Delivery arrangements for health systems in low-income countries : an overview of systematic reviews

Ciapponi, Agustin ; Lewin, Simon ; Herrera, Cristian A. ; Opiyo, Newton ; Pantoja, Tomas ; Paulsen, Elizabeth ; Rada, Gabriel ; Wiysonge, Charles S. ; Bastias, Gabriel ; Dudley, Lilian ; Flottorp, Signe ; Gagnon, Marie-Pierre ; Marti, Sebastian Garcia ; Glenton, Claire ; Okwundu, Charles I. ; Penaloza, Blanca ; Suleman, Fatima ; Oxman, Andrew D. (2017)

CITATION: Ciapponi, A, et al. 2017. Delivery arrangements for health systems in low-income countries : an overview of systematic reviews. Cochrane Database of Systematic Reviews, 9:1-182, Art. CD011083, doi:10.1002/14651858.CD011083.pub2.

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Article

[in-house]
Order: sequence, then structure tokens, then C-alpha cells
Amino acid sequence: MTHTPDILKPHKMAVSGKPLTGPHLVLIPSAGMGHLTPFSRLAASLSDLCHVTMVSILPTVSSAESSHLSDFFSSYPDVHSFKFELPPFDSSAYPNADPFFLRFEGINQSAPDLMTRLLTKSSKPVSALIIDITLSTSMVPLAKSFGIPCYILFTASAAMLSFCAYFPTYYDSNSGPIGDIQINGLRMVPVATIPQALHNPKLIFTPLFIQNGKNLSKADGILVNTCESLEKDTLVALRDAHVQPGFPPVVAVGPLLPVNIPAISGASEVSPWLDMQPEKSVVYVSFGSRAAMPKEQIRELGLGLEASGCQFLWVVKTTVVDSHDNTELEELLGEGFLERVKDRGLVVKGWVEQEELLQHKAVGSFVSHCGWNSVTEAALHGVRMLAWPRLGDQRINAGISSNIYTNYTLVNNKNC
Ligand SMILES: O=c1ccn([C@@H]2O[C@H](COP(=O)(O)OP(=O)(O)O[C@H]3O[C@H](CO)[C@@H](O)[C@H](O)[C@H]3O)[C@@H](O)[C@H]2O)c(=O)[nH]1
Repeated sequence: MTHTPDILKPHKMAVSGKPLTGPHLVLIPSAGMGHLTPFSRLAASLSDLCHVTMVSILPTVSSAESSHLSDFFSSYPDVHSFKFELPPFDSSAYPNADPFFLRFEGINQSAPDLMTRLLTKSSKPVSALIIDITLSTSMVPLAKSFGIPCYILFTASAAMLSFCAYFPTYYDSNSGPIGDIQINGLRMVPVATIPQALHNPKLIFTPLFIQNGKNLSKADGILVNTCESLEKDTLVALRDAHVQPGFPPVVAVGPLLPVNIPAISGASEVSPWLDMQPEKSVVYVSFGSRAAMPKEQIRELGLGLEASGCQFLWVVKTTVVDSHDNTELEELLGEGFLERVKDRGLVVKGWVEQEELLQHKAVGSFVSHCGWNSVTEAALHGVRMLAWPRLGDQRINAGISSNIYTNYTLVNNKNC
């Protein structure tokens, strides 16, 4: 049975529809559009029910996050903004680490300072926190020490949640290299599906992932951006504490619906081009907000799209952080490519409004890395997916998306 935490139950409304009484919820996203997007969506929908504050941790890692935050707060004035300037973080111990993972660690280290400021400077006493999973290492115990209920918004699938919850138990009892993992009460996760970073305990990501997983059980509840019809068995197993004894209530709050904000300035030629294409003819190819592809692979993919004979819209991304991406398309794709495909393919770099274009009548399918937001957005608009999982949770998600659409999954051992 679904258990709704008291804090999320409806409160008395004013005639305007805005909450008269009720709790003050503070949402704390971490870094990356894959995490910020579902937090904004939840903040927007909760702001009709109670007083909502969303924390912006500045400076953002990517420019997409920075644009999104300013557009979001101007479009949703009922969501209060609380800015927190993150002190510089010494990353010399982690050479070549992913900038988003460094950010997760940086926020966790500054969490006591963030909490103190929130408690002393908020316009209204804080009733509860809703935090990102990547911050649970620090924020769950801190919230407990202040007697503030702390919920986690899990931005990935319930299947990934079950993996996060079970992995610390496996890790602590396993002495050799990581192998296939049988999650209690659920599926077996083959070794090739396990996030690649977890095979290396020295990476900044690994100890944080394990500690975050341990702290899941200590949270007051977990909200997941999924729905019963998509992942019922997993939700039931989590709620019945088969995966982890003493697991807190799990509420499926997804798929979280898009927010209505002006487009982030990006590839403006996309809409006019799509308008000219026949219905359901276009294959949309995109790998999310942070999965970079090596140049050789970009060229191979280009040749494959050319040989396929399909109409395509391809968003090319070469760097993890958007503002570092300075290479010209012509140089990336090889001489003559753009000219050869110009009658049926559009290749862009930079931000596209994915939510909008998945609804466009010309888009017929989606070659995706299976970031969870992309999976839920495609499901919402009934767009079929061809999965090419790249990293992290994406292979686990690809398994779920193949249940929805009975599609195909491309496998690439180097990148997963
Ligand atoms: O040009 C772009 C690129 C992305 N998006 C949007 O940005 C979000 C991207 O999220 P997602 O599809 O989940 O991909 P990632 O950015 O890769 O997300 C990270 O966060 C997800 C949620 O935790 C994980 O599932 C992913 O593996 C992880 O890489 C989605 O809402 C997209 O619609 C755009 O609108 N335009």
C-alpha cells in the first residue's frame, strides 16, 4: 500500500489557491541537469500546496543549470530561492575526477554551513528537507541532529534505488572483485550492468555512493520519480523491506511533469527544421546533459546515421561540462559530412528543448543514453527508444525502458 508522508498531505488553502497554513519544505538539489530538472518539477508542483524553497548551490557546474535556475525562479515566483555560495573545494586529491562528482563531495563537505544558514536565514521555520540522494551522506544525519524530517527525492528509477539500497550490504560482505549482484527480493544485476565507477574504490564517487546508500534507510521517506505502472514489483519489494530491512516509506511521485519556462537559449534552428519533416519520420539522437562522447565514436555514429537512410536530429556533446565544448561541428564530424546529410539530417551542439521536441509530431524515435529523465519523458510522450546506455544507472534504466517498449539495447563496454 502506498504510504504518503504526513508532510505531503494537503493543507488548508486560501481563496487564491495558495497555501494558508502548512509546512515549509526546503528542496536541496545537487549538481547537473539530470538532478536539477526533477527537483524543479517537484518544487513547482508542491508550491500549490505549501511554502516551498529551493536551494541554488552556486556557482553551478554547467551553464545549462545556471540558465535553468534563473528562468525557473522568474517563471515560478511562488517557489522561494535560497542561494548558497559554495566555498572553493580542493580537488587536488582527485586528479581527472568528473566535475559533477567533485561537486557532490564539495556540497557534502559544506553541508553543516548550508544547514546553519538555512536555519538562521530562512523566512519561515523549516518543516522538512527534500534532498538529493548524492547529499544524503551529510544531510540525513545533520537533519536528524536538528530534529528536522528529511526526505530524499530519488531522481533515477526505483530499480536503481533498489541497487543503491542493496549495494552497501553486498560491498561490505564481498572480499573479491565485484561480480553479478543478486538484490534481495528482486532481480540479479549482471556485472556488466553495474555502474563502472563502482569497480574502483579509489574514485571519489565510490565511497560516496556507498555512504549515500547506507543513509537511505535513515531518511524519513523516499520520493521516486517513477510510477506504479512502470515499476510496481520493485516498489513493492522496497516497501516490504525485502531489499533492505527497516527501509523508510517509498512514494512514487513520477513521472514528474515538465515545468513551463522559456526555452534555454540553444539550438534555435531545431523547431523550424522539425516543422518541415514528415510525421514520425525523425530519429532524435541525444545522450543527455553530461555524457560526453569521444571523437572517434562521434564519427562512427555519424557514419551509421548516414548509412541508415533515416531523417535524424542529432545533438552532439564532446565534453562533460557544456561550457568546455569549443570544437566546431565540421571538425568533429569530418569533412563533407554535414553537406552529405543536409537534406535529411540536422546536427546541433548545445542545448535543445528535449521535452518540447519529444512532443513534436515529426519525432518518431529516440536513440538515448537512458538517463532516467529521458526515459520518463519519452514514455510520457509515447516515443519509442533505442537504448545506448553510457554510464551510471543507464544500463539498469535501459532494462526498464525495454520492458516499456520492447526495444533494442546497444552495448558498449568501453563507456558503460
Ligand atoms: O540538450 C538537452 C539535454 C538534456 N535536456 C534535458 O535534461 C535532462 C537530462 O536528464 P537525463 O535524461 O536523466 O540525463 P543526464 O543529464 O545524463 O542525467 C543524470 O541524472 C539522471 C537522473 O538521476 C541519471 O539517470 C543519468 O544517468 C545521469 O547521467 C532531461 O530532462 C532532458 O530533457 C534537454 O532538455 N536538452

Background: Delivery arrangements include changes in who receives care and when, who provides care, the working conditions of those who provide care, coordination of care amongst different providers, where care is provided, the use of information and communication technology to deliver care, and quality and safety systems. How services are delivered can have impacts on the effectiveness, efficiency and equity of health systems. This broad overview of the findings of systematic reviews can help policymakers and other stakeholders identify strategies for addressing problems and improve the delivery of services. Objectives: To provide an overview of the available evidence from up‐to‐date systematic reviews about the effects of delivery arrangements for health systems in low‐income countries. Secondary objectives include identifying needs and priorities for future evaluations and systematic reviews on delivery arrangements and informing refinements of the framework for delivery arrangements outlined in the review. Methods: We searched Health Systems Evidence in November 2010 and PDQ‐Evidence up to 17 December 2016 for systematic reviews. We did not apply any date, language or publication status limitations in the searches. We included well‐conducted systematic reviews of studies that assessed the effects of delivery arrangements on patient outcomes (health and health behaviours), the quality or utilisation of healthcare services, resource use, healthcare provider outcomes (such as sick leave), or social outcomes (such as poverty or employment) and that were published after April 2005. We excluded reviews with limitations important enough to compromise the reliability of the findings. Two overview authors independently screened reviews, extracted data, and assessed the certainty of evidence using GRADE. We prepared SUPPORT Summaries for eligible reviews, including key messages, 'Summary of findings' tables (using GRADE to assess the certainty of the evidence), and assessments of the relevance of findings to low‐income countries. Main results: We identified 7272 systematic reviews and included 51 of them in this overview. We judged 6 of the 51 reviews to have important methodological limitations and the other 45 to have only minor limitations. We grouped delivery arrangements into eight categories. Some reviews provided more than one comparison and were in more than one category. Across these categories, the following intervention were effective; that is, they have desirable effects on at least one outcome with moderate‐ or high‐certainty evidence and no moderate‐ or high‐certainty evidence of undesirable effects.

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